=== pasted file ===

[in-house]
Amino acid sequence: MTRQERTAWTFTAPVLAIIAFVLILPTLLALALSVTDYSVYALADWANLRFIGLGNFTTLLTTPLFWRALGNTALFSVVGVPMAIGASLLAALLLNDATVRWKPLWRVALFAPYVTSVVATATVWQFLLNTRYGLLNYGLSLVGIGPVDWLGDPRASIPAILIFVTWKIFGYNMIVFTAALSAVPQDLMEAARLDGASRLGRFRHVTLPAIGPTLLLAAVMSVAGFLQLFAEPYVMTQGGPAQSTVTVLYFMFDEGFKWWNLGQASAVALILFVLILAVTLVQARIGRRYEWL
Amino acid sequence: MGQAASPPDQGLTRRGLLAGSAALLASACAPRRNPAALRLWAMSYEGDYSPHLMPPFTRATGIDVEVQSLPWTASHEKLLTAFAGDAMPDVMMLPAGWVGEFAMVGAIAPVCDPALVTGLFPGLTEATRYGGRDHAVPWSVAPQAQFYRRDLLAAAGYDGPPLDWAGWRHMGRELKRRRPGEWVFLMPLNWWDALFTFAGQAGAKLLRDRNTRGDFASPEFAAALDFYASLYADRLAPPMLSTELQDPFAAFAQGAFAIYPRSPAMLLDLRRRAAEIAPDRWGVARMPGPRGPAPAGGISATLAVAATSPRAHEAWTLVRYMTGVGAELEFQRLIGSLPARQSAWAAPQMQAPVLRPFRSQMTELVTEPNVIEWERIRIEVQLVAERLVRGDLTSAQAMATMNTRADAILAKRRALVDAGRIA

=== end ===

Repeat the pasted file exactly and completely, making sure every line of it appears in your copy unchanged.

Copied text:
[in-house]
Amino acid sequence: MTRQERTAWTFTAPVLAIIAFVLILPTLLALALSVTDYSVYALADWANLRFIGLGNFTTLLTTPLFWRALGNTALFSVVGVPMAIGASLLAALLLNDATVRWKPLWRVALFAPYVTSVVATATVWQFLLNTRYGLLNYGLSLVGIGPVDWLGDPRASIPAILIFVTWKIFGYNMIVFTAALSAVPQDLMEAARLDGASRLGRFRHVTLPAIGPTLLLAAVMSVAGFLQLFAEPYVMTQGGPAQSTVTVLYFMFDEGFKWWNLGQASAVALILFVLILAVTLVQARIGRRYEWL
Amino acid sequence: MGQAASPPDQGLTRRGLLAGSAALLASACAPRRNPAALRLWAMSYEGDYSPHLMPPFTRATGIDVEVQSLPWTASHEKLLTAFAGDAMPDVMMLPAGWVGEFAMVGAIAPVCDPALVTGLFPGLTEATRYGGRDHAVPWSVAPQAQFYRRDLLAAAGYDGPPLDWAGWRHMGRELKRRRPGEWVFLMPLNWWDALFTFAGQAGAKLLRDRNTRGDFASPEFAAALDFYASLYADRLAPPMLSTELQDPFAAFAQGAFAIYPRSPAMLLDLRRRAAEIAPDRWGVARMPGPRGPAPAGGISATLAVAATSPRAHEAWTLVRYMTGVGAELEFQRLIGSLPARQSAWAAPQMQAPVLRPFRSQMTELVTEPNVIEWERIRIEVQLVAERLVRGDLTSAQAMATMNTRADAILAKRRALVDAGRIA